There was a time when I was bitter about my lost friendships. I had invested so much energy, so much time into them that to have them end at all, was upsetting. For a long time I couldn’t understand how my friends who once said things like, “You’re the sister I never had…” or “I’m closer to you than my own sisters…” could later treat me like some casual acquaintance they had barely known. But in that way, I’ve learned, friendships are like romantic relationships…for them to work, both people have to want them. Both people have to want to put the time in.

I think one of the reasons that the show Sex and the City always appealed so strongly to me was not the crazy, outrageous risqué topics that were discussed on the show. Nor was it the beautiful clothes and shoes. Nor was it the chic clubs and restaurants featured. For me, it was always about the friendships. The fashion, the men, and even New York City, were nothing more than accessories and backdrops to the main feature—the beauty and power of female friendships. Even though the men often never lasted, there was a beauty in knowing that at the end of the day, the four of them had each other. That was all I had ever wanted from any of my own friendships…and until my mid to late 20s, that’s all I had ever known.

But I’m no longer in my twenties, and I’ve learned the hard way that not all friendships are meant to last. Like every season in our lives, all we can do is cherish them for how they blessed us at the time. Yes, there are those die-hard friends, the ones who will truly stick to you like glue. No matter what, till death do you part. Yes, some friendships are meant to ride off into the sunset together. But there are other friendships that bloomed once so beautifully, so fragrantly, but are now nothing more than a dried up rose, a reminder of what once was.  True, we must lay them to rest and let them lie where they belong…in the Past. But that doesn’t mean we have to forget. Like a dried flower in a book, those memories can still be preserved. At any given time, we can pick them up, savoring the Sweetness that once was…the Beauty it once had….the Joy it once gave… Reminiscing. Remembering. Reliving. But never Regretting.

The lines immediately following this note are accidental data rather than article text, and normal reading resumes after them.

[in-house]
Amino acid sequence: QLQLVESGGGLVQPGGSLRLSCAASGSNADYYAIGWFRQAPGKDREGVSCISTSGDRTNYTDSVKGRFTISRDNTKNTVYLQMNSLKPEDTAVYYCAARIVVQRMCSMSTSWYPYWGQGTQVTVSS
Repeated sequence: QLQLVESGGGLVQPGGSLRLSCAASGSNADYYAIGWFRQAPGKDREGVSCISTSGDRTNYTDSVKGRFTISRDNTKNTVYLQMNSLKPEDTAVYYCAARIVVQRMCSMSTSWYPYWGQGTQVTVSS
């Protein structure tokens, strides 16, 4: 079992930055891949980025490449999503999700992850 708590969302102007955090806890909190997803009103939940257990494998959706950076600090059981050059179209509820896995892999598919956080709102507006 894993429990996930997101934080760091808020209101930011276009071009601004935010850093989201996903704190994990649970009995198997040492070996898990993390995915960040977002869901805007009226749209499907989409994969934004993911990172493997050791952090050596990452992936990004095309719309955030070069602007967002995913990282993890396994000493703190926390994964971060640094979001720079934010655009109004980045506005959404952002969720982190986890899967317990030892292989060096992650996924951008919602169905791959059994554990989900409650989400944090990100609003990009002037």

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Old…But Always Gold

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                                          By Bindu Adai-Mathew

                                          Her hair was the color of the sun.
                                          My hair was the color of night.

                                         Her eyes were blue and bright.
                                         Mine were dark and brown.

                                         Her skin was milky white.
                                         My skin was chocolate milk.

                                         She was the tallest in our class.
                                          I was the shortest in our school.

                                         Her favorite color was green.
                                          I lied and said mine was, too.

                                         Her family was the All American.
                                          My family was the Immigrant Indian.

                                          We couldn’t have been more opposite physically.
                                          But inside, where it counted, we were soul sisters.

                                          With a shared loved of books, learning, and Jesus,
                                          You were my childhood.

                                          Wherever you are, Becky Michelle Dunn,
                                          You were…are…and will always be…
                                           My very first best friend.